Smoke gets in your eyes
You are working with a client / parent of a client who smokes heavily. Whether you feel you want to mention it – or feel very strongly that you don’t – to what extent is such lifestyle choice and information the responsibility of a speech and language therapist?

Roger Newman considers the following scenario:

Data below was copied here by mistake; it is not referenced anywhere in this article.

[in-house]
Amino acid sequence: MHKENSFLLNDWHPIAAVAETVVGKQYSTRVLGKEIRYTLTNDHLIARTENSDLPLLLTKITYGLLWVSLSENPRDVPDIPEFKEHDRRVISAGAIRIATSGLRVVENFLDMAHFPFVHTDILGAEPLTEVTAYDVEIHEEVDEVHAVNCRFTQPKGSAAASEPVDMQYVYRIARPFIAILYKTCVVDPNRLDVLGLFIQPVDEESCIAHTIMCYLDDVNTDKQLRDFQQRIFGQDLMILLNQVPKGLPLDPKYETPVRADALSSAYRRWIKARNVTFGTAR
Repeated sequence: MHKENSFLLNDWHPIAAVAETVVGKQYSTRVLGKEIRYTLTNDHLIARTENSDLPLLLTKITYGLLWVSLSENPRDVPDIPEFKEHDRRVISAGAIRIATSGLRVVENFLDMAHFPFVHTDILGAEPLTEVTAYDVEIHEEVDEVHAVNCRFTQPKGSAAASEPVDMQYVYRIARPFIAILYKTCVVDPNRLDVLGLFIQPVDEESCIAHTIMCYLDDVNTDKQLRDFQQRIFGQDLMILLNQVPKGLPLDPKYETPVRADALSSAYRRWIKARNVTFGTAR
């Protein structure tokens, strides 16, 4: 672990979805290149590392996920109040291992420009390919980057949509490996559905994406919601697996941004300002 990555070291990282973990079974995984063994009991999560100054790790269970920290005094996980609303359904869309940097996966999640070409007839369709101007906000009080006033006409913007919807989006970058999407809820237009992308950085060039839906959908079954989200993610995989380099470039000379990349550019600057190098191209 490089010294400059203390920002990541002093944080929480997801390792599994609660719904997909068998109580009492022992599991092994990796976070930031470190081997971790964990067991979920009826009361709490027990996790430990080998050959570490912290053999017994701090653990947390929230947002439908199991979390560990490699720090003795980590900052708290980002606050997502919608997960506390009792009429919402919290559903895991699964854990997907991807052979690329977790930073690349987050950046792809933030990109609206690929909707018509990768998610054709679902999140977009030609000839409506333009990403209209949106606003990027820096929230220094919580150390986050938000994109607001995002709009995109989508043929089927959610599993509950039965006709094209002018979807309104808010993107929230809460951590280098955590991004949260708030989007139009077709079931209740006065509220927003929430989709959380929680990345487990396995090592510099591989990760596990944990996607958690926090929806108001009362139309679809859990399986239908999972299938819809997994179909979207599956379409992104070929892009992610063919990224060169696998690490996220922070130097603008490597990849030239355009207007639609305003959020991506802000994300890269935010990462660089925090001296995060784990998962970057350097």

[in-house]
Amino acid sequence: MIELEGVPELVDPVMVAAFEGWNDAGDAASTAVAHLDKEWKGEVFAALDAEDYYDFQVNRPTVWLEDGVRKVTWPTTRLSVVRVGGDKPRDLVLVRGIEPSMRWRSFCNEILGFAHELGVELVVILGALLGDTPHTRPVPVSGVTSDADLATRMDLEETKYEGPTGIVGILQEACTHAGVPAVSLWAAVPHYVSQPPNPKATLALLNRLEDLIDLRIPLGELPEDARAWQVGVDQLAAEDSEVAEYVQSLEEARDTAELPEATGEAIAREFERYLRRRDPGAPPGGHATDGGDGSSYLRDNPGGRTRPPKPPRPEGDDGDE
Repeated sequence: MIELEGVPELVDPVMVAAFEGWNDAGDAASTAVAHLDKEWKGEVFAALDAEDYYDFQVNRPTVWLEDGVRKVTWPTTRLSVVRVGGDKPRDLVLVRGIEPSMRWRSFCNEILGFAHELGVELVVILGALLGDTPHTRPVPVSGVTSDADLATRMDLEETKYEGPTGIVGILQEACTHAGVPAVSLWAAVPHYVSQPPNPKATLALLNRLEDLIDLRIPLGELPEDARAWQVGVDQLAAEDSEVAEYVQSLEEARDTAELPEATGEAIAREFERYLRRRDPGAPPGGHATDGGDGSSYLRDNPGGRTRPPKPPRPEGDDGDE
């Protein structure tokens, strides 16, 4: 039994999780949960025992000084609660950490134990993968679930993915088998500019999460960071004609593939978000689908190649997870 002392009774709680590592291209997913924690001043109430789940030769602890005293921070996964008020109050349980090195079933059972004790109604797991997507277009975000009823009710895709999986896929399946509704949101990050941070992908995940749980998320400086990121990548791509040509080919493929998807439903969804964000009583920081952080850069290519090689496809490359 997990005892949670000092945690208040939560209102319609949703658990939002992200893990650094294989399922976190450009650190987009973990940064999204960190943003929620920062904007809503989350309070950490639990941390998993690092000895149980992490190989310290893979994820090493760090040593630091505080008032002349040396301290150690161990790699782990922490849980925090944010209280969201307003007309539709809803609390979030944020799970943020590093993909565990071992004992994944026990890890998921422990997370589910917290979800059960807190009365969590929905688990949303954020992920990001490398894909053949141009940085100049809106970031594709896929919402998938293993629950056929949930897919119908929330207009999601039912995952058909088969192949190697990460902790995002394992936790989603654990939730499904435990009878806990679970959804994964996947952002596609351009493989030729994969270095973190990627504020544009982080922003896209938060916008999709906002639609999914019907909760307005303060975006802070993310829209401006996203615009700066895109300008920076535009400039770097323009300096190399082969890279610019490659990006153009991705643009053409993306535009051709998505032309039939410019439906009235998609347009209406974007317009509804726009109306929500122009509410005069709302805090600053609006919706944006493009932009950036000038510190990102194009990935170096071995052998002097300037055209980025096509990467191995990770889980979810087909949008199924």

s a speech and language therapist you come into contact with people who smoke, whether clients or their parents / relatives. You may even smoke yourself. Whatever the situation, there will be times where you ask yourself if dissuading someone from smoking is the right thing to do, and if it’s your role. While the number of people who smoke has gradually declined it still exists, as do smoking related illnesses - stroke, heart disease and cancer to name but a few. Many smokers take the attitude of “It’ll never happen to me”, but it can, it does and, if they continue to smoke, the chances are significantly increased. When individuals smoke it’s their life, their choice and often their enjoyment. They may even understand the implications and accept the risk. If they want to smoke, who are you to tell them not to? As a health care professional you may think you’re not being caring if you don’t try to help. If you are a smoking cessation officer this will be in your job description but as a speech and language therapist it probably isn’t. Yet smoking doesn’t just affect the individual. It has implications for the health and taxation of the wider population, as well as even bigger issues for society when we consider the link between smoking and poverty. We don’t operate in a vacuum; the legislative context is firmly in favour of making smoking socially unacceptable, and the NHS invests in smoking cessation services. Australia has just significantly changed its smoking legislation, meaning all cigarette packets now have to be completely plain with only the brand and product name in standard colour, position, font style and size. Tax on a packet has also increased by 25 per cent. Raising tobacco excise will generate an extra $6.4 billion over four years, the government says, and the money will be directly invested in hospitals. In the UK the risks of smoking are on the packet, information adverts about smoking are on TV and poster / leaflet campaigns, and smoking in public places is banned. We are all supposed to remind individuals not to stand in doorways smoking – after all, they’re breaking the law. We see smokers standing outside the main entrance to the hospital trying to get out of the rain, but how many of us say something and risk verbal abuse? For many the easier option is just to hold your breath and walk through the cloud of smoke.